Stuti Chandhok was only six when she started learning Hindustani classical music. While growing up, she also dabbled in modelling and pursued other creative interests, but it was music she was passionate about. I understood very early musics power to bring about positive changes in people, especially children, and I strongly believed that I could learn, experiment and teach others, says Chandok. What followed was a course in music therapy under UK-based music therapist Margaret Lobo.
Today, Chandok conducts workshops for company employees, works with children with learning disabilities and with a host of other people with her musically-inspired solutions. Many people are still sceptical about the importance of music therapy, but if you ask those who have experienced it, they will tell you a different story, says Chandok.
Music therapists may be common in western countries, but the field is being taken seriously in India in recent years. Whether it is in hospitals, rehabilitation centres, or even in stress-filled company offices, you will find music therapists actively involved in all these areas in the West. India is also waking up to their importance, says T.V. Sairam, president, Nada Centre for Music Therapy, Delhi. Sairam offers a distance learning programme in therapeutic application of sound and music.
According to Sairam, a natural interest and bent of mind are required to study the subject.
Rashmi Ravi, a classical musician who has been pursuing a distance learning course in music therapy, says she can now put her musical skills to better use. I used to teach music, but after this course I can use it as a tool for the betterment of people,says Ravi.
The therapeutic use of music has been known for a long time, but it is even more beneficial when it is administered by professionals. For instance, according to Dr T. Mythily, head of the music therapy department, Apollo Hospitals, Chennai, if the right kind of music is introduced from the early stages of pregnancy, it would be beneficial for the mother and the foetus. A 20-week foetus can hear and we at Apollo Hospitals in Chennai play music in our maternity wards, says Mythili.
Music therapy is used in hospitals like Apollo and others to treat stress and strain, fear and anxiety, depression and to enhance concentration and memory in children. It is also used to enhance the quality of sleep and treat patients suffering from insomnia.
Apollo offers an advanced medical music therapy course, which is open to postgraduate students of psychology and music. The course is also open for doctors. The three-semester course at Apollo costs around Rs 30,000 per semester. The course is on a par with those in western universities with credit systems and based on assignments, and being graded accordingly, says Mythily.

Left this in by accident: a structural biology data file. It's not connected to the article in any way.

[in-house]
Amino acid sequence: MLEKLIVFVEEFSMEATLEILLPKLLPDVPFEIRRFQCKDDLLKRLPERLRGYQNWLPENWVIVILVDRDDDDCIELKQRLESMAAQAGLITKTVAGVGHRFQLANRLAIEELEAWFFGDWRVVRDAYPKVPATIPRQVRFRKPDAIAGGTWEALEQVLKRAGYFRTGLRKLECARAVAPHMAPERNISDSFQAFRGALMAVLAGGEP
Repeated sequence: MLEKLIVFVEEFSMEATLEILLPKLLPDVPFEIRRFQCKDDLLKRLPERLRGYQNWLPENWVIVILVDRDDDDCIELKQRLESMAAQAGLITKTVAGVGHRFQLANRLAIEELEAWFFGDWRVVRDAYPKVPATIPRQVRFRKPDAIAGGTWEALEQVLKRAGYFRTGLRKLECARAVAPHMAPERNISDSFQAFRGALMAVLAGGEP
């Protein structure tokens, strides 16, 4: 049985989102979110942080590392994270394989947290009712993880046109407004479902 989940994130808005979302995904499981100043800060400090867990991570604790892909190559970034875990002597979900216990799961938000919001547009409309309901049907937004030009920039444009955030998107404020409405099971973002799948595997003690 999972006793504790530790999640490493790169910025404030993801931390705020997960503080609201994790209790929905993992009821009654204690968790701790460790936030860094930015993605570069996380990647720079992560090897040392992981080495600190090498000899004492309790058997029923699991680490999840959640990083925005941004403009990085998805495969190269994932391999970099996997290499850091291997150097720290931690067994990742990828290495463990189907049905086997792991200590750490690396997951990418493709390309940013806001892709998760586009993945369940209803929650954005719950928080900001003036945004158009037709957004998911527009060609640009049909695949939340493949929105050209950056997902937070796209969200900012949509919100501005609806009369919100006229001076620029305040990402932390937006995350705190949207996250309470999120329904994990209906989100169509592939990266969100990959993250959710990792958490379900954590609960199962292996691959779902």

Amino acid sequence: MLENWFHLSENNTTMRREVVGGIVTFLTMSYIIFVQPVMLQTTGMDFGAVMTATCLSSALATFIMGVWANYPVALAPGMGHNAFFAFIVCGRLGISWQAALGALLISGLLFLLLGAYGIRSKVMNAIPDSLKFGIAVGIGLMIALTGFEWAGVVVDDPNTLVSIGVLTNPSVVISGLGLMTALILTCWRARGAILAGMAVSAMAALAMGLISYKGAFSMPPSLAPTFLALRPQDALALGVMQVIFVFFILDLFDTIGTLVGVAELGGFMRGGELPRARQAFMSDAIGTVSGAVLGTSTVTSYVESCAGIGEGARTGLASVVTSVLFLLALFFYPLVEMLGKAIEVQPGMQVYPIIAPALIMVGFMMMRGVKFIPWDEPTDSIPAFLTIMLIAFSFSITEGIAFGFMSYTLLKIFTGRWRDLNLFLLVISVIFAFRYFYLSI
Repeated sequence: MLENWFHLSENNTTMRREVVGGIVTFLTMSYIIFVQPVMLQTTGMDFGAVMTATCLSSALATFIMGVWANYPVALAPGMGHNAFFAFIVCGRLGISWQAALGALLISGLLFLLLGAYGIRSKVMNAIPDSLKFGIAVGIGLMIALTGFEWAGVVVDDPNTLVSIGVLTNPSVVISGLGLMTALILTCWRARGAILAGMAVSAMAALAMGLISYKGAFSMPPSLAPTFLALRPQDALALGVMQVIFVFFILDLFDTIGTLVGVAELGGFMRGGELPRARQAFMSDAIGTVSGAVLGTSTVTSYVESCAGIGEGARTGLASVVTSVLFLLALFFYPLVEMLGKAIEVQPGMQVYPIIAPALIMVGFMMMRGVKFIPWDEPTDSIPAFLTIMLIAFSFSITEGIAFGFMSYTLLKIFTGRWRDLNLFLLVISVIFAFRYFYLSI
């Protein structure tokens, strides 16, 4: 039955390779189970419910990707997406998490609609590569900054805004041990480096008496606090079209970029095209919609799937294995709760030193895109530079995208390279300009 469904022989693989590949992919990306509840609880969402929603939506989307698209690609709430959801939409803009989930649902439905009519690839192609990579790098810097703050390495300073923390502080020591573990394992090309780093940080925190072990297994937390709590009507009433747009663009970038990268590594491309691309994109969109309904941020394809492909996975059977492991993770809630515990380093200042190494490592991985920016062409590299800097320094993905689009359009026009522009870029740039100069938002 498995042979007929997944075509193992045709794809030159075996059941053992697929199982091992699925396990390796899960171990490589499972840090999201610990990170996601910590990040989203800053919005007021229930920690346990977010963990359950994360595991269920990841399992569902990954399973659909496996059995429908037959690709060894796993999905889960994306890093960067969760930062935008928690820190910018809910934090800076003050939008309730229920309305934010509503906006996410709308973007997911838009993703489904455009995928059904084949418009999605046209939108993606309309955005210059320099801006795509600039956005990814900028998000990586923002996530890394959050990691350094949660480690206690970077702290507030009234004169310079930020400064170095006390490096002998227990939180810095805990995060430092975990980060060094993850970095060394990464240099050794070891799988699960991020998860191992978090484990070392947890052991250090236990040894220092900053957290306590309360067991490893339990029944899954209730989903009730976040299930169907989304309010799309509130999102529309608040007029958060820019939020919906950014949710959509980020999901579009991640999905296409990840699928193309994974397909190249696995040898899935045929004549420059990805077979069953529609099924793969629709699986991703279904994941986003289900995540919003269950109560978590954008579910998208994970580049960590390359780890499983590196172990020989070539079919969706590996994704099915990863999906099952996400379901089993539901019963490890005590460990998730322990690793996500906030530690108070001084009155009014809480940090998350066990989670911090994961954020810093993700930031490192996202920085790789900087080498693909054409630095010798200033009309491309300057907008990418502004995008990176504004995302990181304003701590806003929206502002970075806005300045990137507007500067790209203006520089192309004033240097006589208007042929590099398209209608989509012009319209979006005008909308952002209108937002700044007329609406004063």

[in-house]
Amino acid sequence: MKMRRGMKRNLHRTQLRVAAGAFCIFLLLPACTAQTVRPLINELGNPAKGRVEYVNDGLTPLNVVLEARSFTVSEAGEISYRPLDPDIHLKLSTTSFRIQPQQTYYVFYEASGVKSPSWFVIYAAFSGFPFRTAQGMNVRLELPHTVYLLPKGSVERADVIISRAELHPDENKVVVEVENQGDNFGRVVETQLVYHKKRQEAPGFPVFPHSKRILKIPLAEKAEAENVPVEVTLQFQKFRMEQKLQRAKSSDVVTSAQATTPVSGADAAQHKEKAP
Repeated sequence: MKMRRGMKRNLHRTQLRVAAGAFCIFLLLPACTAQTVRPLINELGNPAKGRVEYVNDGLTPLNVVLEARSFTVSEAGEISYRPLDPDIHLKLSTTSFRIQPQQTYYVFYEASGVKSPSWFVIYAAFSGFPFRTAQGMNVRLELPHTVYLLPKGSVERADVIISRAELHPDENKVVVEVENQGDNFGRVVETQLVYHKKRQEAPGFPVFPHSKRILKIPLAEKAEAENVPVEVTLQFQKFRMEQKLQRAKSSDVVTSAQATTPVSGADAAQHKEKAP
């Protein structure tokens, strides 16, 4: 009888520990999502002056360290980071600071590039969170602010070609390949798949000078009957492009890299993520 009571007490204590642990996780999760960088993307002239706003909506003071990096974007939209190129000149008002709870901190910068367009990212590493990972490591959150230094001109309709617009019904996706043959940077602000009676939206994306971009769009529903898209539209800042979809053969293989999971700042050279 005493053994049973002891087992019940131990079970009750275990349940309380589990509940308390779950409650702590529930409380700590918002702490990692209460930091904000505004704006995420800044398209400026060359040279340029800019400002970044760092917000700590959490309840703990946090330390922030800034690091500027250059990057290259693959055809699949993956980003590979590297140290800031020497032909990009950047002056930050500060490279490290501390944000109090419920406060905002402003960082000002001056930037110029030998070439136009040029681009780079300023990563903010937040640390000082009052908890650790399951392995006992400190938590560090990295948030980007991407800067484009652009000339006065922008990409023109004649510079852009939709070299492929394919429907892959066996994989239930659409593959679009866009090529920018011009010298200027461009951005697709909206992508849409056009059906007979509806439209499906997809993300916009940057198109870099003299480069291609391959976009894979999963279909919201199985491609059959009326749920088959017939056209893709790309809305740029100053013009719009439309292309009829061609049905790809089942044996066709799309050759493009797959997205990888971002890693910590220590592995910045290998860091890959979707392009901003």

The Mumbai Educational Trust Institute of Alternate Careers (METIAC) recently introduced a certificate course in music therapy. Music has always played an integral part in the development of students here. And we thought that the introduction of this course would benefit everybody, says Sunil G. Karve, founder trustee and vice-chairman, METIAC. The six-month part-time course costs around Rs 9,000. The course is open to certified musicians, doctors, radio musicians, vocal artists, alternate therapists, qualified yoga masters, individuals with knowledge of music and others. Karve says that many reputed music and medical professionals will be on the faculty of METIAC.
The S.H Centre for Music Therapy and Mental Health, Amritsar, also offers a distance education course in music therapy. The centre is affiliated with Bharat Sevak Samaj, an agency promoted by the Government of India.
Experts feel that music therapists will be in demand in future. Currently, there are only a handful of established music therapists in the country, but corporations, schools, higher education institutes and hospitals are realising the importance of therapists, and I am sure you will see many more professionals very soon, says Chandok.
Since there are no specialised posts for music therapists either in hospitals or other places, most of them currently work as consultants. We simply do not have qualified hands but every hospital will soon have a music therapist on its pay rolls or a consultant, says Mythily.
So if music be the passport to an exciting career, just play on.
WHERE TO LEARN
- Mumbai Educational Trust (MET) Institute of Alternate Careers, Mumbai (www.met.edu)
- Certificate in Music Therapy Apollo Hospitals, Chennai (www.chennai.apollohospitals.com)
- Undergraduate and postgraduate courses in music therapy
- Nada Centre for Music Therapy, Delhi (www.nada.in)
- S.H. Centre for Music Therapy & Mental Health; 8294, Street No. 3 Guru Ram Dass Nagar, Sultanwind Road Amritsar-143001, Punjab Email: firstname.lastname@example.org.
Distance learning programme in music therapy
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